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Afghan refugees who supported Canada's mission in Afghanistan prepare to board buses after arriving at Toronto Pearson International Airport on Aug. 24, 2021.MCpl Genevieve Lapointe/Reuters

There is much to question in the budget brought down Thursday by Finance Minister Chrystia Freeland, including its emphasis on stimulating investment and productivity through government intervention rather than letting market forces do the job.

But Budget 2022 gets one big thing right: It provides the funding needed to meet the government’s record-setting levels of immigration. This uniquely Canadian embrace of newcomers will be the real driver of innovation and growth in the years ahead. Getting immigration right matters more than this new agency or that new tax credit.

Canada brought in more than 405,000 immigrants last year, a record number (although not a record as a share of the population – those records were set prior to the First World War). The intake is projected to increase this year and next, reaching more than 450,000 annually in 2024.

Thursday’s budget commits $4-billion of new funding over five years to handle this extremely high intake. About half of that money will be dedicated to processing and settling applicants. Most new arrivals will be economic migrants, but there are also provisions for families and for refugees, including those from Afghanistan and Ukraine.

Chrystia Freeland’s 2022 federal budget is a political instrument as much as an economic ledger

Here’s how the 2022 federal budget affects homebuyers and consumers

Critics say immigrants drive down wages and push up housing costs. But in this aging society, we need younger workers to fill labour shortages, increase consumption and pay the taxes needed to smooth the final years of the baby-boomer generation. Foreign-born workers are expected to increase from one-fifth of the labour force in 2020 to a third in the next decade.

High immigration does contribute to rising housing prices. The current housing shortage won’t be eased by the inadequate measures in this year’s budget. That will only happen when provinces and municipalities loosen restrictions on developers, allowing cities to build up and out. The most Ottawa should do is provide funding for infrastructure for new developments, which the budget vaguely promises to do.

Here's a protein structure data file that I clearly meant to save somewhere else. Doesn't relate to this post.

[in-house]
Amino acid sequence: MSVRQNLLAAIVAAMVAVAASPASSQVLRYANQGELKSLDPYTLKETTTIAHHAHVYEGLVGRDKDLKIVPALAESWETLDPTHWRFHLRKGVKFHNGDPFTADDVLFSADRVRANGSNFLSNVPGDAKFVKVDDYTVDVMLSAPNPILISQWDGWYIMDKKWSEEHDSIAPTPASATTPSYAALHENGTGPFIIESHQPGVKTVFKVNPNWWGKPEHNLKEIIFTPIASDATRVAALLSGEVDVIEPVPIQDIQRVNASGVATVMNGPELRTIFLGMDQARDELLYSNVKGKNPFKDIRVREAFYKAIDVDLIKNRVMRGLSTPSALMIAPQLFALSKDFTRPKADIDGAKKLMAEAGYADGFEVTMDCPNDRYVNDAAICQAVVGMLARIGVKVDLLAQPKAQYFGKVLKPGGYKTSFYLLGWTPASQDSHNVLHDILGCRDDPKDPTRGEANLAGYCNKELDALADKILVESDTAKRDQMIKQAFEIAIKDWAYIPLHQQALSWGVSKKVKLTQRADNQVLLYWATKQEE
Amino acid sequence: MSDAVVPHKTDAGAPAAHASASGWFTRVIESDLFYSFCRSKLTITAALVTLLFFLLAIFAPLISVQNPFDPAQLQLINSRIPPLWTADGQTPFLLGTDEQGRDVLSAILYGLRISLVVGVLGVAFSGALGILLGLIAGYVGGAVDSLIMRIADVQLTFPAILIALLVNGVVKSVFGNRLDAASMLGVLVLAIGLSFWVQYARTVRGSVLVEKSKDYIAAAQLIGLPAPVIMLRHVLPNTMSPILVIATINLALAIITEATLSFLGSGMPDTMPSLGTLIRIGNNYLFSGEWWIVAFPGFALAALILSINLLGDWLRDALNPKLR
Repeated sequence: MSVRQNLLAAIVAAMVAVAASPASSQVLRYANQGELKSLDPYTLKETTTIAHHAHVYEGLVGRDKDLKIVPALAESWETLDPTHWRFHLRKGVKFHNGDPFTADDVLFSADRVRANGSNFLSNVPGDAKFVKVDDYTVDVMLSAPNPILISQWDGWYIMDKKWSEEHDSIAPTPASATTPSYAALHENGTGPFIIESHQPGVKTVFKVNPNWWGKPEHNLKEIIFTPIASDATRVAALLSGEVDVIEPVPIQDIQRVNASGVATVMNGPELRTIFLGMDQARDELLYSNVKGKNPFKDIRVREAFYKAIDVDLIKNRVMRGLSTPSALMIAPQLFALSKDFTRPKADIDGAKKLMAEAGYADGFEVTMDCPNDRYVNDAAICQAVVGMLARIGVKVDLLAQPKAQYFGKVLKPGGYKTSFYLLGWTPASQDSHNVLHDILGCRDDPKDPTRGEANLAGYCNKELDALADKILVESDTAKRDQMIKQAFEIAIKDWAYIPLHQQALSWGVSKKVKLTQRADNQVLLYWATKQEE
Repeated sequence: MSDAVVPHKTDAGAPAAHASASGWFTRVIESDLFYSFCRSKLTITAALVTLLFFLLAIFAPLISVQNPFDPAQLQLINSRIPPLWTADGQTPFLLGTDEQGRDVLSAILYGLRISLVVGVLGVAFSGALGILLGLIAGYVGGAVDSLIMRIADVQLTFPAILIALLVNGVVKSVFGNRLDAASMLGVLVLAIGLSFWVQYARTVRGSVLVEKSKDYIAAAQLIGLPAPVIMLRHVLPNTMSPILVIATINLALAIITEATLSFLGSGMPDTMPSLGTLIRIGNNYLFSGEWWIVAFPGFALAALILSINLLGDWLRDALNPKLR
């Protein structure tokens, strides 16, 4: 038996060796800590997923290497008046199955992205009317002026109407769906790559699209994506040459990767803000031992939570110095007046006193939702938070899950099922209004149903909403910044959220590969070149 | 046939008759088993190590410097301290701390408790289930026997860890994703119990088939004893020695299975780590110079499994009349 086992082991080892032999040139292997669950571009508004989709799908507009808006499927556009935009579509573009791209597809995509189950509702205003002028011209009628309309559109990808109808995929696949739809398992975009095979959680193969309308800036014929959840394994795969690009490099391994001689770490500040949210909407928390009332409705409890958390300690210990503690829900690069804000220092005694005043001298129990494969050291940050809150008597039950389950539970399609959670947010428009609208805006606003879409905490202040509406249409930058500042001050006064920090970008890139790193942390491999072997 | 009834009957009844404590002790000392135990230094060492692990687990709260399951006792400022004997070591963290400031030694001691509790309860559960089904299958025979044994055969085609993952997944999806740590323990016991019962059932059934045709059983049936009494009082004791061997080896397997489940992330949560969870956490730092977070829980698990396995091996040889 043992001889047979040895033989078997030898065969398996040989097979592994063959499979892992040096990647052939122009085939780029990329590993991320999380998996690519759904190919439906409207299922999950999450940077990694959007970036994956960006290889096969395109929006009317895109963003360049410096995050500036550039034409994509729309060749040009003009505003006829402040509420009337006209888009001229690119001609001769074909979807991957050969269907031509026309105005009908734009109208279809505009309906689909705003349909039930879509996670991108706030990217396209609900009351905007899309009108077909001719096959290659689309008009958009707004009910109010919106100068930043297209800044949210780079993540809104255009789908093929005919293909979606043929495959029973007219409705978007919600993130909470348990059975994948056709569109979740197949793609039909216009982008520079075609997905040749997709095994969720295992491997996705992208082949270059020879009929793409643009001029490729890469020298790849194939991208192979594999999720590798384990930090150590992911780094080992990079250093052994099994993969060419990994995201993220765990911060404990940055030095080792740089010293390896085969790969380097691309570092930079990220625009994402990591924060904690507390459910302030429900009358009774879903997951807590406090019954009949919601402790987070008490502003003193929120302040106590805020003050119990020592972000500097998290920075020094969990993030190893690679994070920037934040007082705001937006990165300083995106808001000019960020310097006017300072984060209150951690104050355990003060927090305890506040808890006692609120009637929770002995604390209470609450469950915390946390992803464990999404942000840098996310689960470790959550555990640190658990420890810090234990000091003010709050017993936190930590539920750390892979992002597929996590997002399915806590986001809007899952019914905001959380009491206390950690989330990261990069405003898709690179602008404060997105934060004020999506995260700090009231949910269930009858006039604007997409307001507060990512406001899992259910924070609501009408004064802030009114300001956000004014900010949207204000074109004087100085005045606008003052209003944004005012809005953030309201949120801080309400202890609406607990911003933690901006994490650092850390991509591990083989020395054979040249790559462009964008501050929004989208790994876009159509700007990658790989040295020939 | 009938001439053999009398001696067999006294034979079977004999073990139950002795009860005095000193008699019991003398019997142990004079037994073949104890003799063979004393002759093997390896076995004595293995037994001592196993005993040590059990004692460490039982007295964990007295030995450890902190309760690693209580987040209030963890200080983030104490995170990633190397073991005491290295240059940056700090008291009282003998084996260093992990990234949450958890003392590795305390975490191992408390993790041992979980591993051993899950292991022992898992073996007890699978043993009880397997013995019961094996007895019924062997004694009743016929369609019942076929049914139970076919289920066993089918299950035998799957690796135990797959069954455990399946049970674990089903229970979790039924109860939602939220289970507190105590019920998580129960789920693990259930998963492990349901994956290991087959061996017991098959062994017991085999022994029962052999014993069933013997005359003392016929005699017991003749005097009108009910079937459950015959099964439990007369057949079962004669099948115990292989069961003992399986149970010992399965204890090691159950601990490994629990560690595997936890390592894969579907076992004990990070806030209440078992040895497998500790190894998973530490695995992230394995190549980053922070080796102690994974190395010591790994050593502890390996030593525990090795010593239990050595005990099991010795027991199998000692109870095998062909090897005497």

There is a commitment of $1.3-billion over five years “to support the long-term stability and integrity of Canada’s asylum system.” Let’s hope the money goes both to aiding legitimate refugees coming to Canada, and to tightening the border against irregular crossings.

The budget states 10,000 of the 40,000 Afghan refugees Canada has committed to accepting are now in the country. That’s too few, and the process is taking too long. And if there is any truly disappointing element to the immigration portion of the budget, it is the lack of specific targets for accepting Ukrainian refugees.

Yes, most of those who come here hope to return to Ukraine when the war ends. But others will want – or have – to stay, and we should welcome them. They will make great Canadians.

Refugees from war-damaged countries have contributed mightily here, from the displaced persons who fled Europe in the wake of the Second World War, to Hungarians escaping Soviet oppression in 1956, to the boat people of Southeast Asia who came here in the 1980s. Afghans and Ukrainians will contribute just as much.

Australia and New Zealand, two other settler cultures that have traditionally had high levels of immigration, have both imposed more restrictive policies that seek to limit permanent newcomers to the highly skilled.

We need highly skilled immigrants, too. But as the pandemic taught those who didn’t already know, Canada’s most essential workers can be found in nursing homes or driving trucks. They work in construction and in supermarkets. They build houses and harvest crops. We need them and not just as temporary workers.

The Liberals’ aggressive immigration targets, and the funding provided to meet them, prompt a question for Pierre Poilievre, Jean Charest and the other candidates for the Conservative leadership: As prime minister, would you maintain or increase the record-high immigration levels established by the Trudeau government, return to the levels that existed before the pandemic of more than 300,000 a year, go back to the 260,000 or so admitted annually when Stephen Harper was Conservative prime minister, or take them lower still?

It’s probably the most important question a candidate for leader of a federal party needs to answer. The right answer can be found in Thursday’s budget.

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